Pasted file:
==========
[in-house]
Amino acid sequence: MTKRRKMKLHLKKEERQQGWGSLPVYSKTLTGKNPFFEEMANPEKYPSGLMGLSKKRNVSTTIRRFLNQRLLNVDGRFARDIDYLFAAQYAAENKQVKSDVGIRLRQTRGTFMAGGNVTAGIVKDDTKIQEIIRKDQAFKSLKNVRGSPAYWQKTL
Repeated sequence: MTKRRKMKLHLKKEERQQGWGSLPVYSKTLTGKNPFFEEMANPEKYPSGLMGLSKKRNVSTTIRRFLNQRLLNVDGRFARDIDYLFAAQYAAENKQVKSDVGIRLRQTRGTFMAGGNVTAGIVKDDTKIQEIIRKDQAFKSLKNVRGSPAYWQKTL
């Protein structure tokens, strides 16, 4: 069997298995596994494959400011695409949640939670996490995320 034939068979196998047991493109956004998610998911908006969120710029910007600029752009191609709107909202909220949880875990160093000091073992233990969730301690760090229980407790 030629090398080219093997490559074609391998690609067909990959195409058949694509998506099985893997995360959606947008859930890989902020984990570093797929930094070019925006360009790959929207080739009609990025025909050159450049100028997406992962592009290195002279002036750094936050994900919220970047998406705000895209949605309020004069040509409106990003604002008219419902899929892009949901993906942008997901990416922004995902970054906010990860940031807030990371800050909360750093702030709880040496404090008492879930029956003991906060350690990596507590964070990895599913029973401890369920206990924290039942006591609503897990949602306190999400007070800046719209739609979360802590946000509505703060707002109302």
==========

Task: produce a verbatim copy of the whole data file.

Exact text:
[in-house]
Amino acid sequence: MTKRRKMKLHLKKEERQQGWGSLPVYSKTLTGKNPFFEEMANPEKYPSGLMGLSKKRNVSTTIRRFLNQRLLNVDGRFARDIDYLFAAQYAAENKQVKSDVGIRLRQTRGTFMAGGNVTAGIVKDDTKIQEIIRKDQAFKSLKNVRGSPAYWQKTL
Repeated sequence: MTKRRKMKLHLKKEERQQGWGSLPVYSKTLTGKNPFFEEMANPEKYPSGLMGLSKKRNVSTTIRRFLNQRLLNVDGRFARDIDYLFAAQYAAENKQVKSDVGIRLRQTRGTFMAGGNVTAGIVKDDTKIQEIIRKDQAFKSLKNVRGSPAYWQKTL
């Protein structure tokens, strides 16, 4: 069997298995596994494959400011695409949640939670996490995320 034939068979196998047991493109956004998610998911908006969120710029910007600029752009191609709107909202909220949880875990160093000091073992233990969730301690760090229980407790 030629090398080219093997490559074609391998690609067909990959195409058949694509998506099985893997995360959606947008859930890989902020984990570093797929930094070019925006360009790959929207080739009609990025025909050159450049100028997406992962592009290195002279002036750094936050994900919220970047998406705000895209949605309020004069040509409106990003604002008219419902899929892009949901993906942008997901990416922004995902970054906010990860940031807030990371800050909360750093702030709880040496404090008492879930029956003991906060350690990596507590964070990895599913029973401890369920206990924290039942006591609503897990949602306190999400007070800046719209739609979360802590946000509505703060707002109302």